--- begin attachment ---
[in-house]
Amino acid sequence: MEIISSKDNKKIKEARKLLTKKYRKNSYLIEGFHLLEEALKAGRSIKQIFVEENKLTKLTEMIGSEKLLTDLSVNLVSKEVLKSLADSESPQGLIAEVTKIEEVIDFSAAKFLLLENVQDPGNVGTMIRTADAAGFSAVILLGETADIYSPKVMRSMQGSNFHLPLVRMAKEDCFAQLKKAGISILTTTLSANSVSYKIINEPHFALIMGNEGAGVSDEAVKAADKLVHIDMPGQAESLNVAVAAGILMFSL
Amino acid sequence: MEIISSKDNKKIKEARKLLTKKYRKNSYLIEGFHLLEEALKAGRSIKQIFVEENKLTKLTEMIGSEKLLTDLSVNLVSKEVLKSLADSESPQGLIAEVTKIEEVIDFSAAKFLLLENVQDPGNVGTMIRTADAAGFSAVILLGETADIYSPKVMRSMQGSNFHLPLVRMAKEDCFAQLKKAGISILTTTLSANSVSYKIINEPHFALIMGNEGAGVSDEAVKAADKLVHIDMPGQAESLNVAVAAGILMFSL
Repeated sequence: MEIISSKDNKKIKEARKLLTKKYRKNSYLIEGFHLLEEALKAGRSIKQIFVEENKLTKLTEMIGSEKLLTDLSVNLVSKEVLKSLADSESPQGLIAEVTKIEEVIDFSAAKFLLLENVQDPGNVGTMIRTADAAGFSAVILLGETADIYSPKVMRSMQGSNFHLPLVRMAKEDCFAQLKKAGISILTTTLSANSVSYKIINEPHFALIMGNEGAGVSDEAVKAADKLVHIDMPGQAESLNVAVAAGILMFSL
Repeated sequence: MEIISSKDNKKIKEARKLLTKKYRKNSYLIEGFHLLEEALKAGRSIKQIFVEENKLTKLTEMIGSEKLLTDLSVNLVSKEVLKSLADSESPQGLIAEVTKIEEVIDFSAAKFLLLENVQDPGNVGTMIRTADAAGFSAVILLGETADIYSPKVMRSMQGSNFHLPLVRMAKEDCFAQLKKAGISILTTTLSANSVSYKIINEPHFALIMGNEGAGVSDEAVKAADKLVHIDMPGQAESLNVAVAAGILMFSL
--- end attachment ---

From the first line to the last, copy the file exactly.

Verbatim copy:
[in-house]
Amino acid sequence: MEIISSKDNKKIKEARKLLTKKYRKNSYLIEGFHLLEEALKAGRSIKQIFVEENKLTKLTEMIGSEKLLTDLSVNLVSKEVLKSLADSESPQGLIAEVTKIEEVIDFSAAKFLLLENVQDPGNVGTMIRTADAAGFSAVILLGETADIYSPKVMRSMQGSNFHLPLVRMAKEDCFAQLKKAGISILTTTLSANSVSYKIINEPHFALIMGNEGAGVSDEAVKAADKLVHIDMPGQAESLNVAVAAGILMFSL
Amino acid sequence: MEIISSKDNKKIKEARKLLTKKYRKNSYLIEGFHLLEEALKAGRSIKQIFVEENKLTKLTEMIGSEKLLTDLSVNLVSKEVLKSLADSESPQGLIAEVTKIEEVIDFSAAKFLLLENVQDPGNVGTMIRTADAAGFSAVILLGETADIYSPKVMRSMQGSNFHLPLVRMAKEDCFAQLKKAGISILTTTLSANSVSYKIINEPHFALIMGNEGAGVSDEAVKAADKLVHIDMPGQAESLNVAVAAGILMFSL
Repeated sequence: MEIISSKDNKKIKEARKLLTKKYRKNSYLIEGFHLLEEALKAGRSIKQIFVEENKLTKLTEMIGSEKLLTDLSVNLVSKEVLKSLADSESPQGLIAEVTKIEEVIDFSAAKFLLLENVQDPGNVGTMIRTADAAGFSAVILLGETADIYSPKVMRSMQGSNFHLPLVRMAKEDCFAQLKKAGISILTTTLSANSVSYKIINEPHFALIMGNEGAGVSDEAVKAADKLVHIDMPGQAESLNVAVAAGILMFSL
Repeated sequence: MEIISSKDNKKIKEARKLLTKKYRKNSYLIEGFHLLEEALKAGRSIKQIFVEENKLTKLTEMIGSEKLLTDLSVNLVSKEVLKSLADSESPQGLIAEVTKIEEVIDFSAAKFLLLENVQDPGNVGTMIRTADAAGFSAVILLGETADIYSPKVMRSMQGSNFHLPLVRMAKEDCFAQLKKAGISILTTTLSANSVSYKIINEPHFALIMGNEGAGVSDEAVKAADKLVHIDMPGQAESLNVAVAAGILMFSL